The Fairfax Museum and Visitors Center, housed in a two-story brick schoolhouse built in 1873, turns mundane things into unexpected vehicles for telling the history of Fairfax County. For instance, a glass case in the first-floor exhibit space contains objects found in the crawl space beneath the schoolhouse. A mix of love letters, broken whiskey bottles and pages from a weekly newspaper spin yarns large and small, not all of them flattering about local residents. The newspaper was published in the building during the late 1920s and early 1930s by the Cavaliers of Virginia, a local chapter of the Ku Klux Klan.
The shiny hardwood floors and bright white walls of the building's interior seem to breathe new life into artifacts and copies of photographs from the museum's Civil War collection. You'll learn how soldiers of the South and North bent the ear of Antonia Ford, a Fairfax belle and how everything she learned went straight into the files of Confederate Gen. J.E.B. Stuart. (But you'll be surprised how this tale ends.) Reaching back to the days of English settlement, the museum displays an original wax impression of Sir Walter Raleigh's seal, recently donated by Nicholas John Albert Fairfax, the 14th and present Lord Fairfax of Cameron, a descendant of Thomas, Sixth Lord of Fairfax, who held title to the land that bears his name when it was still under British rule.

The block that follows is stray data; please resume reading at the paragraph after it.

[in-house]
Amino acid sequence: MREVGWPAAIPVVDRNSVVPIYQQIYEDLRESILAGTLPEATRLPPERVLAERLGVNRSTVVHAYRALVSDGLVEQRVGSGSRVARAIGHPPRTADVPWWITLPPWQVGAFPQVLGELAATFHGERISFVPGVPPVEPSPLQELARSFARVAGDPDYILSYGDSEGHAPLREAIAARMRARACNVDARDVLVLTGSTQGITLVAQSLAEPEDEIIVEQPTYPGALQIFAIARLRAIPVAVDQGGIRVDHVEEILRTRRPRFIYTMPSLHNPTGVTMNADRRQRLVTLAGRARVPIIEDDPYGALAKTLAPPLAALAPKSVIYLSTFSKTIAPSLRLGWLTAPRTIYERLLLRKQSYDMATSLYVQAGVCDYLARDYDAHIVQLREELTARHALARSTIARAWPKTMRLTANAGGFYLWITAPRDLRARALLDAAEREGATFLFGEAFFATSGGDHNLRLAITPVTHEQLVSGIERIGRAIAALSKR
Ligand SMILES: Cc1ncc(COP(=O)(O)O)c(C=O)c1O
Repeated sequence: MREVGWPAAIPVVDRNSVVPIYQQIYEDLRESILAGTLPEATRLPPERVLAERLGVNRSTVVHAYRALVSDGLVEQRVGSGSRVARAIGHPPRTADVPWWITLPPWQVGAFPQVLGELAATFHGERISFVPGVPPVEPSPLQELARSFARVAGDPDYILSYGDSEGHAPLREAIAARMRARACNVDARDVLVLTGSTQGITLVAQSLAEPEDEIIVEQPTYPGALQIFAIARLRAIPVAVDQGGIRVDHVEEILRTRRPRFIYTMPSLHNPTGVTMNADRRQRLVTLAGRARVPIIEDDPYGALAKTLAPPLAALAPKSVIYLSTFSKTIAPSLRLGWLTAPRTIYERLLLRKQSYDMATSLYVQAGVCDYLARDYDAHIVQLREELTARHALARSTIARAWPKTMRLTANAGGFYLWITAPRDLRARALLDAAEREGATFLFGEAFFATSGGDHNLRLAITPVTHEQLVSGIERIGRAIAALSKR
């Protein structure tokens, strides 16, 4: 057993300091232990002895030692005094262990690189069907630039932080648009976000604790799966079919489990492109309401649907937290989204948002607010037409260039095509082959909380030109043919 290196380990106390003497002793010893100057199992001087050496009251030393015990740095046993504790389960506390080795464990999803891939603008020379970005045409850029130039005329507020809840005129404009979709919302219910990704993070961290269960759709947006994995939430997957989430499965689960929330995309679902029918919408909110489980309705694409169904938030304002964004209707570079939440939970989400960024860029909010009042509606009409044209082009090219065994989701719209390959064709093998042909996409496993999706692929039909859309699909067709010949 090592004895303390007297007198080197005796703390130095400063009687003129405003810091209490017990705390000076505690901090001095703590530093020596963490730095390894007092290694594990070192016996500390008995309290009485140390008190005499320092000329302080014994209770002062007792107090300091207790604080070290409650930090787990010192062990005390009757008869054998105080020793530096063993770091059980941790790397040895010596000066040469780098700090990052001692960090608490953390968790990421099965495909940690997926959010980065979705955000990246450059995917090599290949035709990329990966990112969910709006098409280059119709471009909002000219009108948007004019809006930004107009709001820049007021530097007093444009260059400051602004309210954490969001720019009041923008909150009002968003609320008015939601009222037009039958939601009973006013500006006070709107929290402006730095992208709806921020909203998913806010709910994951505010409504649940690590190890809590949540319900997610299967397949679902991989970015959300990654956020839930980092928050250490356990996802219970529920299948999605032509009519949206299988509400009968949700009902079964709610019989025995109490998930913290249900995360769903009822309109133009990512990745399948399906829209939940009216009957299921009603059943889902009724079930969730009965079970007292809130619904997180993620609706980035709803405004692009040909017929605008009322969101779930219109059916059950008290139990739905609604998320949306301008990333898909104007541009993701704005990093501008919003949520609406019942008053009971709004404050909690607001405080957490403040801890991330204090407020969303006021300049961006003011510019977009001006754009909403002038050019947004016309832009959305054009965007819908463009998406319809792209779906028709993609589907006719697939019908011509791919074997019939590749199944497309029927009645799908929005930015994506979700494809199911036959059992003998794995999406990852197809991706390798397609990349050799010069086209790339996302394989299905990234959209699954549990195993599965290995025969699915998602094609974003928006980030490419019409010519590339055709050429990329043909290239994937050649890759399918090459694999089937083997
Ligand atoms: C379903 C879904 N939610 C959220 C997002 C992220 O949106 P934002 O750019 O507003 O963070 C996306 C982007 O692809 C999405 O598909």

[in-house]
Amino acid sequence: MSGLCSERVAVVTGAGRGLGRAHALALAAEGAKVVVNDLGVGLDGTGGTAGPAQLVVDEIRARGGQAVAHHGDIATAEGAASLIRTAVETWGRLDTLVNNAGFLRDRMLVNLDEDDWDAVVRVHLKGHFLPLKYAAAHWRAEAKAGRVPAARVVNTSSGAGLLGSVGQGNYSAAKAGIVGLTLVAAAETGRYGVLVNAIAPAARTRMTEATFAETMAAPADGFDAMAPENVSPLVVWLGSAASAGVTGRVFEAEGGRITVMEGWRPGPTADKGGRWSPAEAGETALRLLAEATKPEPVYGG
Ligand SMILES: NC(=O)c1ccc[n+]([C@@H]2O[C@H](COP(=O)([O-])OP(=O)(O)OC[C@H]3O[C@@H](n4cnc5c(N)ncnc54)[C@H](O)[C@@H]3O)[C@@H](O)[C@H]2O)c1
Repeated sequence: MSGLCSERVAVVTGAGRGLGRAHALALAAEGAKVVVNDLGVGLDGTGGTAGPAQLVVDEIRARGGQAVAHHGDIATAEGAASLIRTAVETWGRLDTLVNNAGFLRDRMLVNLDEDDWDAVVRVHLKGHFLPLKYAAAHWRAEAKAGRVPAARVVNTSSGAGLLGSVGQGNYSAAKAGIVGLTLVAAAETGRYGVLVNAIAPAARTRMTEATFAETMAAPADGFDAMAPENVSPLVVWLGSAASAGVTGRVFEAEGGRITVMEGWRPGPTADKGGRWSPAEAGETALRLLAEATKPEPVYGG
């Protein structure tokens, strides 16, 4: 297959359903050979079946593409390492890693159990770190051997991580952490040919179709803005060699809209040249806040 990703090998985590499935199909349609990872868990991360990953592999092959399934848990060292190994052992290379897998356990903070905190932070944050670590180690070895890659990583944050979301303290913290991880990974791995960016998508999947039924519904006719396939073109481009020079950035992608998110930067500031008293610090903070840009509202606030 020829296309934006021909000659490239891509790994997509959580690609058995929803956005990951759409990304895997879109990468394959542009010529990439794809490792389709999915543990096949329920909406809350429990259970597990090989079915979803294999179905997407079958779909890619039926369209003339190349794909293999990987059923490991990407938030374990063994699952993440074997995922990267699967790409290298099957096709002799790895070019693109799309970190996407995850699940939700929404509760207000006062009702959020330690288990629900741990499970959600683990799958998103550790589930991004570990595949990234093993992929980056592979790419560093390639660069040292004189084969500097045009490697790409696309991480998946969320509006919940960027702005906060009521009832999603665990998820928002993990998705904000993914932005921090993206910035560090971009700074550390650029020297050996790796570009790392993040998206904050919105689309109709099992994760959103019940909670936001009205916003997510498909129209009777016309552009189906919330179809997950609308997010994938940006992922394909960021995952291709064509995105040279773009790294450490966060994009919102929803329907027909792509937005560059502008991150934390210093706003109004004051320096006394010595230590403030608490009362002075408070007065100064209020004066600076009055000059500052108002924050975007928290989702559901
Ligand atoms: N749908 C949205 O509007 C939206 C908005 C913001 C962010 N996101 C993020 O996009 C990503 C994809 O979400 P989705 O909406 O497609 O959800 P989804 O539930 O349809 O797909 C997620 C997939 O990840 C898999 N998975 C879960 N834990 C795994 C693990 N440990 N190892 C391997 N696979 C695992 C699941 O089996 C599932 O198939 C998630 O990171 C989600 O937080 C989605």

The front room of the building, a 1912 addition to the schoolhouse, operates as the Visitors Center. Fancy maps and dozens of brochures show people what to see and do nearby. Two bucks will buy you a guided walking tour that starts here on Saturday mornings. The walk, only offered in the spring and fall, takes two hours and passes by about 15 historic sites in Old Town.
Ragtime music plays in the background at the Visitors Center, accompanying a silent movie from 1924. Made by Ford Motor Co., "The Road to Happiness" tells the story of a farmer's son learning to be a road engineer. Filmed in and around Fairfax, it stars several locals, with scenes of horse and buggies journeying along dirt roads, a far cry from the sprawling asphalt that smothers parts of the region today.